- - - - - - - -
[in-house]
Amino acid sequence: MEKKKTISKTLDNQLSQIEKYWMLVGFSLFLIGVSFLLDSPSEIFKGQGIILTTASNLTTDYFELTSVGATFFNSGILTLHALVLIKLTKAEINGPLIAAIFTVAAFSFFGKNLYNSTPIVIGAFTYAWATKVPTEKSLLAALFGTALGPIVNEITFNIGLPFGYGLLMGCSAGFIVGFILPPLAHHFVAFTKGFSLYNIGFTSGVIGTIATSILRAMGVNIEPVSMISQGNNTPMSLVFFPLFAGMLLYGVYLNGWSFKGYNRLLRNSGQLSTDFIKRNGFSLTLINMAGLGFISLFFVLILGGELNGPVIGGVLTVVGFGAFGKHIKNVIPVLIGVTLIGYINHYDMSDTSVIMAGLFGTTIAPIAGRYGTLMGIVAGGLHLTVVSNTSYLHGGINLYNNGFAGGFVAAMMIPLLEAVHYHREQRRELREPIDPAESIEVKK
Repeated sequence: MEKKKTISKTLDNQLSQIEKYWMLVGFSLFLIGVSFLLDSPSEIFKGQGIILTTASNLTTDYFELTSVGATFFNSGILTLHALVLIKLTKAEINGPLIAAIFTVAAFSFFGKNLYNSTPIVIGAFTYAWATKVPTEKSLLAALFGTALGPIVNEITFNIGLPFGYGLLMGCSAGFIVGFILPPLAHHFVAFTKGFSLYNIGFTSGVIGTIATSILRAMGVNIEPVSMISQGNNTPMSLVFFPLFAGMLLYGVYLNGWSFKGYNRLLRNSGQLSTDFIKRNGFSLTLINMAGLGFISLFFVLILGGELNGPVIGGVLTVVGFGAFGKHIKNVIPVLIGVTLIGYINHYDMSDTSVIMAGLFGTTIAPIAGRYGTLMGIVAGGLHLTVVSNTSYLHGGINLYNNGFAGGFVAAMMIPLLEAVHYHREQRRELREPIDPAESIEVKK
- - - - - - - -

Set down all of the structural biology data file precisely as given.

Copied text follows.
[in-house]
Amino acid sequence: MEKKKTISKTLDNQLSQIEKYWMLVGFSLFLIGVSFLLDSPSEIFKGQGIILTTASNLTTDYFELTSVGATFFNSGILTLHALVLIKLTKAEINGPLIAAIFTVAAFSFFGKNLYNSTPIVIGAFTYAWATKVPTEKSLLAALFGTALGPIVNEITFNIGLPFGYGLLMGCSAGFIVGFILPPLAHHFVAFTKGFSLYNIGFTSGVIGTIATSILRAMGVNIEPVSMISQGNNTPMSLVFFPLFAGMLLYGVYLNGWSFKGYNRLLRNSGQLSTDFIKRNGFSLTLINMAGLGFISLFFVLILGGELNGPVIGGVLTVVGFGAFGKHIKNVIPVLIGVTLIGYINHYDMSDTSVIMAGLFGTTIAPIAGRYGTLMGIVAGGLHLTVVSNTSYLHGGINLYNNGFAGGFVAAMMIPLLEAVHYHREQRRELREPIDPAESIEVKK
Repeated sequence: MEKKKTISKTLDNQLSQIEKYWMLVGFSLFLIGVSFLLDSPSEIFKGQGIILTTASNLTTDYFELTSVGATFFNSGILTLHALVLIKLTKAEINGPLIAAIFTVAAFSFFGKNLYNSTPIVIGAFTYAWATKVPTEKSLLAALFGTALGPIVNEITFNIGLPFGYGLLMGCSAGFIVGFILPPLAHHFVAFTKGFSLYNIGFTSGVIGTIATSILRAMGVNIEPVSMISQGNNTPMSLVFFPLFAGMLLYGVYLNGWSFKGYNRLLRNSGQLSTDFIKRNGFSLTLINMAGLGFISLFFVLILGGELNGPVIGGVLTVVGFGAFGKHIKNVIPVLIGVTLIGYINHYDMSDTSVIMAGLFGTTIAPIAGRYGTLMGIVAGGLHLTVVSNTSYLHGGINLYNNGFAGGFVAAMMIPLLEAVHYHREQRRELREPIDPAESIEVKK